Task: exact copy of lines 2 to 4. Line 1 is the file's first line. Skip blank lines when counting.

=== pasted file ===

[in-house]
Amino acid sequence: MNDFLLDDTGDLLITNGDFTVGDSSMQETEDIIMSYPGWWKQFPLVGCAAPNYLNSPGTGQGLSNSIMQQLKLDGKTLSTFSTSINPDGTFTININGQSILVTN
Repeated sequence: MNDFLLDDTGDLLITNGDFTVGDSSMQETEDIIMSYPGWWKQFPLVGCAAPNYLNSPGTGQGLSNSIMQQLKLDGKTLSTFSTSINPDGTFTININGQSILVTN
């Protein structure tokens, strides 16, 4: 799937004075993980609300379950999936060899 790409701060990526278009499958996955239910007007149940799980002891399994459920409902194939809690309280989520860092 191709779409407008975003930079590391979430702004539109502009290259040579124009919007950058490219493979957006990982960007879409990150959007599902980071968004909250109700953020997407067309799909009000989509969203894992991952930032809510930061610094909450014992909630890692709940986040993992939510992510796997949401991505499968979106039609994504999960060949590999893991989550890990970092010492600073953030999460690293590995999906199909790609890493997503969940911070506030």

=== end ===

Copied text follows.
Amino acid sequence: MNDFLLDDTGDLLITNGDFTVGDSSMQETEDIIMSYPGWWKQFPLVGCAAPNYLNSPGTGQGLSNSIMQQLKLDGKTLSTFSTSINPDGTFTININGQSILVTN
Repeated sequence: MNDFLLDDTGDLLITNGDFTVGDSSMQETEDIIMSYPGWWKQFPLVGCAAPNYLNSPGTGQGLSNSIMQQLKLDGKTLSTFSTSINPDGTFTININGQSILVTN
């Protein structure tokens, strides 16, 4: 799937004075993980609300379950999936060899 790409701060990526278009499958996955239910007007149940799980002891399994459920409902194939809690309280989520860092 191709779409407008975003930079590391979430702004539109502009290259040579124009919007950058490219493979957006990982960007879409990150959007599902980071968004909250109700953020997407067309799909009000989509969203894992991952930032809510930061610094909450014992909630890692709940986040993992939510992510796997949401991505499968979106039609994504999960060949590999893991989550890990970092010492600073953030999460690293590995999906199909790609890493997503969940911070506030």